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Chinese Man Scavenges Through Trash For 16 Years To Buy Wife Piano



YANSHI - Xie Guizhi came onto the stage to a burst of applause at a community concert in Yanshi City. The 58-year-old sat at the piano and played a well-known folk song called The Waves of Hong Lake, a so-called red song of China’s Cultural Revolution Era, and her own youth.

In the audience sat Wu Zheng, her husband, his eyes slowly filling with tears, the China Times reported.

Watching his wife’s fingers move across the piano, Wu Zheng couldn’t help recalling the past. Like tens of millions of other young and educated people during the Cultural Revolution, Wu Zheng was sent as a teenager far away to Xinjiang, in Western China.

Later he would meet Xie Guizhi, a pretty girl 11 years his junior, according to the West China Urban Daily.

After the Cultural Revolution era, they were not permitted to return to Shanghai, Wu's hometown, as government policy did not admit any population from the countryside. They were obliged to go to live in Xie’s hometown, Yanshi City in Henan Province. He worked as a clerk in the Cooperative and his wife worked in a factory -- they had two kids.

Sixteen years ago when Xie Guizhi inadvertently revealed her wish of owning a piano, Wu Zheng secretly vowed to make it happen. Ever since, day after day, year after year, he scavenged odds and ends out of dumpsters and rubbish bins, gradually putting aside money to purchase the longed-for piano.

The 69-year-old Wu told West China Urban Daily: “I want her to be healthy and happy. I want to listen to her piano, and keep her company and grow old together.”

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Violence Against Women, The Patriarchy And Responsibility Of The Good Men Too

The femicide of Giulia Cecchettin has shaken Italy, and beyond. Argentine journalist Ignacio Pereyra looks at what lies behind femicides and why all men must take more responsibility.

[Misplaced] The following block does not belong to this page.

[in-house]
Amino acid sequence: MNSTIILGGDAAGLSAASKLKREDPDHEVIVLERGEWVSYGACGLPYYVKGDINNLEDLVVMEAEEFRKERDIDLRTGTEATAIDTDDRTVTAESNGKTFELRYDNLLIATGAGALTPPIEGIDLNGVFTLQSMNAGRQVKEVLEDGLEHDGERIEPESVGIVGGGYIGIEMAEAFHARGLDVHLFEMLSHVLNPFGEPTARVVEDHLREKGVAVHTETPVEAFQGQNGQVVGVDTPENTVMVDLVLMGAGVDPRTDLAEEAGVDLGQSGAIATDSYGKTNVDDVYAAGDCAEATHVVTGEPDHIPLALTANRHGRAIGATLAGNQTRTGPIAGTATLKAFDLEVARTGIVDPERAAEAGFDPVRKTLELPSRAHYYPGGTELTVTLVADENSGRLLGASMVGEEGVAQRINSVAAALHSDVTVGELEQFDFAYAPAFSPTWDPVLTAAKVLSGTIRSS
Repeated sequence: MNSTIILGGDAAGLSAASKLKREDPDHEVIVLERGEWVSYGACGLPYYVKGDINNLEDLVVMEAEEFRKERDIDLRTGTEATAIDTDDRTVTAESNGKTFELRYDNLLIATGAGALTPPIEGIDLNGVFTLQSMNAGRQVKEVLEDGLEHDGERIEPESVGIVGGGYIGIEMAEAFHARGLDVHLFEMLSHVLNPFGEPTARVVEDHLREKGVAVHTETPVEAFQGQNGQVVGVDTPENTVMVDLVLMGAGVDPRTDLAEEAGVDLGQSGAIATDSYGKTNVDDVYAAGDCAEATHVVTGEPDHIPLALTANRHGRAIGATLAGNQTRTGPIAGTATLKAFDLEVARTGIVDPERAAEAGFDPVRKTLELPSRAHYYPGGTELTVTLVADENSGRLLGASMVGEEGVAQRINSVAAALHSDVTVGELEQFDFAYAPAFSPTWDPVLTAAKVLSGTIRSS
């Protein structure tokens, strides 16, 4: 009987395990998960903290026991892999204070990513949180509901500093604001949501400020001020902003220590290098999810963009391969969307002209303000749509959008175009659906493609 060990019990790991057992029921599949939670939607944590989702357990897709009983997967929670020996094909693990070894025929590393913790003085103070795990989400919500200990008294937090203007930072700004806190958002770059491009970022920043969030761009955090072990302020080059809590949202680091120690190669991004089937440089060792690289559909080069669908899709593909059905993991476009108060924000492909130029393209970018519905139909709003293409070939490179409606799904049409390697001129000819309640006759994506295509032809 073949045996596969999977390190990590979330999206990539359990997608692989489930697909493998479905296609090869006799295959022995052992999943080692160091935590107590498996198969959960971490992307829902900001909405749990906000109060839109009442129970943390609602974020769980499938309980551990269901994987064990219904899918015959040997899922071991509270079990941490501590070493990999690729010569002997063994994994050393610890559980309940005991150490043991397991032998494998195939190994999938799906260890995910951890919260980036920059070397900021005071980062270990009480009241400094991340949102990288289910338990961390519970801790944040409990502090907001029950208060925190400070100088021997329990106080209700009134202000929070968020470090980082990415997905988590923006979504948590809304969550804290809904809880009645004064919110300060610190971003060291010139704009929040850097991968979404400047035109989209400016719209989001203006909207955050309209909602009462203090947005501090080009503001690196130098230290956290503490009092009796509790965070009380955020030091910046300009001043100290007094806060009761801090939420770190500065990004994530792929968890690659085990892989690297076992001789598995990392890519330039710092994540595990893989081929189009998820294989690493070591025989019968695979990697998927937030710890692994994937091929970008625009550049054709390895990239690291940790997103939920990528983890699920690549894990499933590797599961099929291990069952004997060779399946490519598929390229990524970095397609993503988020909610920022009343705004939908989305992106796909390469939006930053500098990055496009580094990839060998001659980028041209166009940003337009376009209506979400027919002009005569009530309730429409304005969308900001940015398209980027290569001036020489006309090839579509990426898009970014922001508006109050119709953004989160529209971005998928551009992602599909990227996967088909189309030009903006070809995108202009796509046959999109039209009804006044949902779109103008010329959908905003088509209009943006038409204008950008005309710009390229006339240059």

photo of a young man holding a sign: Filippo isn't a monster, he's the healthy son of the patriarchy

A protester's sign referring to the alleged killer reads: Filippo isn't a monster, he's the healthy son of the patriarchy

Matteo Nardone/Pacific Press via ZUMA Press
Ignacio Pereyra

Updated Dec. 3, 2023 at 10:40 p.m.


ATHENS — Are you going to write about what happened in Italy?, Irene, my partner, asks me. I have no idea what she's talking about. She tells me: a case of femicide has shaken the country and has been causing a stir for two weeks.

As if the fact in itself were not enough, I ask what is different about this murder compared to the other 105 women murdered this year in Italy (or those that happen every day around the world).

For the latest news & views from every corner of the world, Worldcrunch Today is the only truly international newsletter. Sign up here.

We are talking about a country where the expression "fai l'uomo" (be a man) abounds, with a society so prone to drama and tragedy and so fond of crime stories as few others, where the expression "crime of passion" is still mistakenly overused.

In this context, the sister of the victim reacted in an unexpected way for a country where femicide is not a crime recognized in the penal code, contrary to what happens, for example, in almost all of Latin America.

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